01 November 2013
Ya gotta love it
It’s Carmina Burana, of course. Everyone loves the brash and sensual audacity of it all. It’s used in numerous ads and films. It’s sexy and shimmering and speaks of lovs and student life and we all think back to that with rose-coloured glasses. It’s got a big orchestra and two choirs and lots of percussion and simple harmony with little development and malleable rhythms. It’s also one of the sure-fire pop hits of the classical repertoire. Perhaps some like it less given its frequency and pop presence. I spoke to a choir member who was sitting this one out (as she does the Messiah). Too boorish, I guess, too frequent. But I’ve only seen it a few times and I can still thrill at O Fortuna and the rest.
The Canberra Symphony Orchestra presented it with two choirs to a full house at the Llewellyn last night. There must have been 220 people on stage and it was a blast. I was surprised just how many themes are embedded in my consciousness. It must be borrowed even more commonly than I’d thought. I left enraptured but also considering the artistic environment of that time. Stravinsky is noted as an influence. CB is melodically and harmonically simple but very complex rhythmically, so I thought of the primitive in the arts. That path leads to Rite of Spring which was a sensation for Stravinsky a few decades earlier. And also to Gauguin's escape to Tahiti and Picasso's masks and newly discovered indigenous arts. They called this primitive and ethnic, but that’s only a European conceit. But they are pre-industrial. This was a convincing performance and truly impressive reading of rhythms. I felt some rushing at times, but I expect it was intended. The soloists were wonderful. I was particularly surprised by some falsetto baritone. Very competently performed. CSO and CCS can be proud.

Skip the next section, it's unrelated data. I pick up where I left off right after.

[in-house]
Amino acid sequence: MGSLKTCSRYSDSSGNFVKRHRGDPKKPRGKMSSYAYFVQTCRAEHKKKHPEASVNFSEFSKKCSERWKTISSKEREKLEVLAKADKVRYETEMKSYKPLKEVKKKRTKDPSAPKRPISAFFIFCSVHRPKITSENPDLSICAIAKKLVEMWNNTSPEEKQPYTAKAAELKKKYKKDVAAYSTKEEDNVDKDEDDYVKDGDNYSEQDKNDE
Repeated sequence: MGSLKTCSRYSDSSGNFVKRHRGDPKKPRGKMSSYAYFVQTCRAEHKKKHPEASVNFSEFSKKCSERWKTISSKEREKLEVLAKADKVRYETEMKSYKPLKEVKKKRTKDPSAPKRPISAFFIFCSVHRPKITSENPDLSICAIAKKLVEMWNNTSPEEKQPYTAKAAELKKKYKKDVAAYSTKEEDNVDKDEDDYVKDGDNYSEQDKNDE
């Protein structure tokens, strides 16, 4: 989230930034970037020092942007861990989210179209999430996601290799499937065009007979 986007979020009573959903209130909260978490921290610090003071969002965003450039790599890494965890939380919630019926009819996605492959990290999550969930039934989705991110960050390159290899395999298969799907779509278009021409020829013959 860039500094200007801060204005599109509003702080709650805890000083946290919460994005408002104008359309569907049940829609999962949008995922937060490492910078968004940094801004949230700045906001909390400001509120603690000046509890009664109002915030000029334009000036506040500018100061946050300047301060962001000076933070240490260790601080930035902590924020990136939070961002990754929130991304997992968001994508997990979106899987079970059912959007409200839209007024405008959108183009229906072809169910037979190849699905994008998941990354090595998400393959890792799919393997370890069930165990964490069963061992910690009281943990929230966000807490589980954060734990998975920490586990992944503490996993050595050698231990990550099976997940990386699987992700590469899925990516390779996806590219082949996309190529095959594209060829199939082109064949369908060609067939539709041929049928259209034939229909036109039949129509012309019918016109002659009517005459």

There was other program, too. This was a German night, introduced by the German ambassador and sponsored by the embassy and German multinational SAP and thanks too to James Grieve who sponsored the Beethoven. Beethoven Leonora Overture no.3 was the first piece. Inevitable pastoral flutes, distant trumpet, sounding strings and the colours of Beethoven’s orchestration. I was taken by some semiquaver lines on bass and other strings. Beethoven does drop those lines in. Then Wagner Flying Dutchman, all bold and brassy with harp as rippling waters, and the stupefying Ride of the Valkyries. All led with energy by Nicholas Milton and an impressive competence from our our local players. Congratulaitons to all for an immensely entertaining show.
Carmina Burana and other works were performed by the Canberra Symphony Orchestra with the Canberra Choral Society, the Canberra Children’s Choir and the Turner Trebles. Soloists were Leanne Kenneally (soprano), Tobias Cole (counter-tenor) and Jeremy Tatchell (baritone). Carmina Burana, Canberra Symphony Orchestra, Canberra Choral Society, Canberra Children’s Choir, Turner Trebles, Leanne Kenneally, Tobias Cole, Jeremy Tatchell